The School of Integrative Plant Science is the largest academic unit in Cornell's College of Agriculture and Life Sciences. It is composed of five sections with interrelated activities in the plant sciences: Horticulture, Plant Biology, Plant Breeding and Genetics, Plant Pathology and Plant-Microbe Biology, and Soil and Crop Sciences.

Degree programs

students at dilmun hill student farm

The Cornell CALS plant sciences major prepares students for careers or further study in fundamental biology, plant breeding, pest and disease management and production of plants for food, fiber and ornamental uses.

students looking at rice plants

Graduate study in SIPS is organized into five graduate fields. Collectively these fields provide unparalleled opportunities to connect disciplines, creatively solve problems and integrate complex systems.

people driving a hemp harvester in the field

The Master of Professional Studies (MPS) degree is a one-year, course-based master's degree, ideal for individuals who are interested in in-depth study of the issues and advancements in plant and soil sciences.

Continuing education

Our school is committed to lifelong learning, offering a wide range of programming and skill building for children and adults alike. See featured education programs to take advantage of these opportunities, including online courses and seminar, garden tours and more.

News from the School of Integrative Plant Science

Learn about the many ways we are addressing some of the world's most urgent challenges.

Male graduate student and female technician work in an orchard.

News

New committee drives diversity, equity and inclusion at Cornell AgriTech
At Cornell AgriTech, CALS’ preeminent center for agriculture and food research in Geneva, New York, the success of research and extension activities are also shaped by a diversity of faculty, staff and students. Their unique perspectives enable...
  • Cornell AgriTech
  • School of Integrative Plant Science
Abstract art by KAR Robison

News

Community remembers undergraduate student, artist and activist KAR Robison
Robison originally attended Baylor University, where they took courses in pre-medicine, philosophy and African studies. They went on to work in the field of sustainable food marketing in both San Diego and New York City for nearly 20 years...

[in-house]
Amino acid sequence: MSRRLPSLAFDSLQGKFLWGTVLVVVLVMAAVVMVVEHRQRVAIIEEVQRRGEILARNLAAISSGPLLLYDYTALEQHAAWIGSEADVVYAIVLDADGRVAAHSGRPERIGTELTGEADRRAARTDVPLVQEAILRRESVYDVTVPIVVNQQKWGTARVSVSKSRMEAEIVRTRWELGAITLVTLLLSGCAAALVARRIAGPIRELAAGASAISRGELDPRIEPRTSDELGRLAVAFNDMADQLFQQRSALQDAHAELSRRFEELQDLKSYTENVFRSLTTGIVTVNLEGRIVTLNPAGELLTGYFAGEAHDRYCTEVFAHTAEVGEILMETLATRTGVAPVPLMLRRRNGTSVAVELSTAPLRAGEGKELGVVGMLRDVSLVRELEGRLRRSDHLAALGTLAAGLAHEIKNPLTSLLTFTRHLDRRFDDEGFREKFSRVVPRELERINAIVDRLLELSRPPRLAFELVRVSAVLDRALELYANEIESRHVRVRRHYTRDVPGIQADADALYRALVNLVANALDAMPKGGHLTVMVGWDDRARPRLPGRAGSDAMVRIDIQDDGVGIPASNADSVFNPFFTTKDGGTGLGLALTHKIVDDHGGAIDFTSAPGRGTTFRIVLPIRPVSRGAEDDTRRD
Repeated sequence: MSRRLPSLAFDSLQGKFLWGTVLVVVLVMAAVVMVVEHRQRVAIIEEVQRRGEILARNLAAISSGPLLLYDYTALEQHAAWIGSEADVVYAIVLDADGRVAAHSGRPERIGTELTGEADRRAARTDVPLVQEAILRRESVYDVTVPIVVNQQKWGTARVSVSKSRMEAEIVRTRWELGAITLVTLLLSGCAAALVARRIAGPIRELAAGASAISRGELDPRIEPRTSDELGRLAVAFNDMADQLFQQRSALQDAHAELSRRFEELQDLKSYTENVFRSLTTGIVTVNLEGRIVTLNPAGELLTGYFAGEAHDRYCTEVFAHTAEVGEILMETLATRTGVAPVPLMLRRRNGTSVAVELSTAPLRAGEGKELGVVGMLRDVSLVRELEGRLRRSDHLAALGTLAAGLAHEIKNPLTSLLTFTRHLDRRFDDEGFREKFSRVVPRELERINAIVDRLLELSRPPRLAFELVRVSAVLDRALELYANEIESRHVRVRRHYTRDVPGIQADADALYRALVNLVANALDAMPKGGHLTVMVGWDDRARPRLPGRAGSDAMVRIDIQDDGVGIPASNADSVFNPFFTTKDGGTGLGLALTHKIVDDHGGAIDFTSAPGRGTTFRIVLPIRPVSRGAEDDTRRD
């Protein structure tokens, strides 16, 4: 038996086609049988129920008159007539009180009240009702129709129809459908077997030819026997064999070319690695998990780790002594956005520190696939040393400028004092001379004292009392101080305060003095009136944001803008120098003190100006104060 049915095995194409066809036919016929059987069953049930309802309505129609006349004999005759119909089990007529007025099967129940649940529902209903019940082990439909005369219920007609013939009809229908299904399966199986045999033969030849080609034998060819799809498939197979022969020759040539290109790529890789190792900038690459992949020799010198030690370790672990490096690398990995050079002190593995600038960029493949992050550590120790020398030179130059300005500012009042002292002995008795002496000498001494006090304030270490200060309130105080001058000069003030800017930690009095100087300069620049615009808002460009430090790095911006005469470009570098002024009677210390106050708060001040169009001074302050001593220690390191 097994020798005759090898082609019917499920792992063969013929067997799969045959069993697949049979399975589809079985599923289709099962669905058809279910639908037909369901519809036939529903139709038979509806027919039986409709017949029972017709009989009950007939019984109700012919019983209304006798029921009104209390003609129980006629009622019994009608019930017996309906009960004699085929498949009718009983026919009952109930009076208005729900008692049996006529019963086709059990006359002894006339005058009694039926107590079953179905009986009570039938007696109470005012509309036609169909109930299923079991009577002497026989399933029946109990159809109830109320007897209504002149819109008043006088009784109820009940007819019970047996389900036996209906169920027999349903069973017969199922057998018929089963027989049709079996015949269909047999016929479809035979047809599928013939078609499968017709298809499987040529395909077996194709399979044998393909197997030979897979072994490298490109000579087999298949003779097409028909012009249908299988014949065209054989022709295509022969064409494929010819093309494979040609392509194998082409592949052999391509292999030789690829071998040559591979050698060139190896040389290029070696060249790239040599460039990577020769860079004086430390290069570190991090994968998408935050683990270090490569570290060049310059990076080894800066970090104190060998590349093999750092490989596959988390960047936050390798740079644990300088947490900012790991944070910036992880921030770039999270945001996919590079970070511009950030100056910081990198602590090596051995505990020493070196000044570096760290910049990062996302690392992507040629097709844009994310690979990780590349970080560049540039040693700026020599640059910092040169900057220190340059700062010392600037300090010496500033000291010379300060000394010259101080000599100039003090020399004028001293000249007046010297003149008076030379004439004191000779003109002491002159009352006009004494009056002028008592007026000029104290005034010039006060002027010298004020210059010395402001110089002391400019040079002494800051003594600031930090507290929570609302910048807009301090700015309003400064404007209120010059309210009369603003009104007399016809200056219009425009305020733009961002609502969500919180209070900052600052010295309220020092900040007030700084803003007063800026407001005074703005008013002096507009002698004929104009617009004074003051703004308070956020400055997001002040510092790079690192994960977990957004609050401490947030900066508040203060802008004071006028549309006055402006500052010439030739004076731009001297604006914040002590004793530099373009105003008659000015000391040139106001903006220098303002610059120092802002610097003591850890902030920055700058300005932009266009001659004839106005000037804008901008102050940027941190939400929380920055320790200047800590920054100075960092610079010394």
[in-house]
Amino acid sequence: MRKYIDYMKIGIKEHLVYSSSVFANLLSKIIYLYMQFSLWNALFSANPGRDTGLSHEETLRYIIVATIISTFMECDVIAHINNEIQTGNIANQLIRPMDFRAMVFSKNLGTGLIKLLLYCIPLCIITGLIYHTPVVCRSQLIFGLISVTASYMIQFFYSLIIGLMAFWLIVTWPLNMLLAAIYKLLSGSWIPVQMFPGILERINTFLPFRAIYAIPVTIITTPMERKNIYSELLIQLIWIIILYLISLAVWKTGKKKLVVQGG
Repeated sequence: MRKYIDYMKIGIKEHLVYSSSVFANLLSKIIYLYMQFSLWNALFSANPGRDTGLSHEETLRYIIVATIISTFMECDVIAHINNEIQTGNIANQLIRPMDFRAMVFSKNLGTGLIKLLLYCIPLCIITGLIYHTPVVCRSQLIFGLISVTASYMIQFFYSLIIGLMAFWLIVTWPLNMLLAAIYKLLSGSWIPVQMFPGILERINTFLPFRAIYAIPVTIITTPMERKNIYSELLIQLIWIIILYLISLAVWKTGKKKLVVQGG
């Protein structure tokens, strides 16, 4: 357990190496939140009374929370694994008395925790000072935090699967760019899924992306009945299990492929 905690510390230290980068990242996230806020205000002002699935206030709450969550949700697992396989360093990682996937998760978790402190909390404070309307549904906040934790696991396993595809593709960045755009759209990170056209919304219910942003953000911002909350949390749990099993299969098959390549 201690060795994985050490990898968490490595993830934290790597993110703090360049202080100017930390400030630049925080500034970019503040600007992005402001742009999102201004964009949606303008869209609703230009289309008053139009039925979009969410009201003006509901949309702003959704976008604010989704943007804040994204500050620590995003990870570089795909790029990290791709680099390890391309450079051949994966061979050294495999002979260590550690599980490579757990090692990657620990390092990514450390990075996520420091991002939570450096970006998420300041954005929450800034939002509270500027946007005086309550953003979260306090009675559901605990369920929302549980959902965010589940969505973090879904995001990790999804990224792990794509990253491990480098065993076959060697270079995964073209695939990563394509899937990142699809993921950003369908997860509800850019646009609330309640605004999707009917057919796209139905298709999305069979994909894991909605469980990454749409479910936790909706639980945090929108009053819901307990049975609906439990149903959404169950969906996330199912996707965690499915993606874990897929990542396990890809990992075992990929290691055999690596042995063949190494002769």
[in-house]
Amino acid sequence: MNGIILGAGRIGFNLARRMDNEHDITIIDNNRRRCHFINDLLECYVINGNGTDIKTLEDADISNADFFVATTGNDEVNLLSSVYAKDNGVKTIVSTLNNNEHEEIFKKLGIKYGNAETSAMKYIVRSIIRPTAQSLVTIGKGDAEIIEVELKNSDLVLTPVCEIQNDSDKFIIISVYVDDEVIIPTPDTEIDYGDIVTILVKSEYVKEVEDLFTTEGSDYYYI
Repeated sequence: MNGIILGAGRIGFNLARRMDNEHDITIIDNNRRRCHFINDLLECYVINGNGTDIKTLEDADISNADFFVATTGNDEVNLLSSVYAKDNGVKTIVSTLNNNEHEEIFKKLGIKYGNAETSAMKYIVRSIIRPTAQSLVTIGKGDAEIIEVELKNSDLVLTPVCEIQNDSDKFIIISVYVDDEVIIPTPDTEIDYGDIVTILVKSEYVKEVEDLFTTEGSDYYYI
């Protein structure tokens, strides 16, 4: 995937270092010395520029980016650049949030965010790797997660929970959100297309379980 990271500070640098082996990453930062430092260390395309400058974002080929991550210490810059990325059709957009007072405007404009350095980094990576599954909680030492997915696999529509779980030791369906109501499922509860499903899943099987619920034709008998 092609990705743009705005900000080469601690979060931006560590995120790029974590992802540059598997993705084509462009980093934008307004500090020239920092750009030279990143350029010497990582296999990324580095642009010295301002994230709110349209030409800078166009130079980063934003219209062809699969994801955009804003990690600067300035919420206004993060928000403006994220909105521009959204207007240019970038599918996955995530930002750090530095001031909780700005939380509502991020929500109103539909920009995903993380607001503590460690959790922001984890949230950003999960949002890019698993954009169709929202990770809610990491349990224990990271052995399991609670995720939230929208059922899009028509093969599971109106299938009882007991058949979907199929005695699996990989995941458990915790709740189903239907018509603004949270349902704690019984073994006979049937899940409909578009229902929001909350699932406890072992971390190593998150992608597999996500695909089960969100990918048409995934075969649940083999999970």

• School of Integrative Plant Science
  • Soil and Crop Sciences Section
  • Natural Resources and the Environment
three male researchers look at maize genes on a computer screen

News

Plant biologists reveal genetic patterns in maize development
A Cornell research team led by Michael Scanlon, professor of plant biology in the College of Agriculture and Life Sciences’ School of Integrative Plant Science, recently reported new insights into the patterns of gene expression in maize stem...
  • School of Integrative Plant Science
  • Plant Biology Section
  • Agriculture
Smiling woman holds apple.

News

Cornell apple breeder named National Academy of Inventors fellow
Brown leads the oldest apple breeding program in the United States, located at Cornell AgriTech in Geneva, New York, part of the College of Agriculture and Life Sciences. Her work supports the state’s robust apple industry — valued at $262...
  • Cornell AgriTech
  • School of Integrative Plant Science
  • Horticulture Section
A black and white microscope image of soil

News

New imaging method views soil carbon at near-atomic scales
Improving such understanding may help researchers develop strategies for sequestering more carbon in soil, thereby keeping it out of the atmosphere where it combines with oxygen and acts as a greenhouse gas. A new study describes a breakthrough...
  • School of Integrative Plant Science
  • Soil and Crop Sciences Section
  • Soil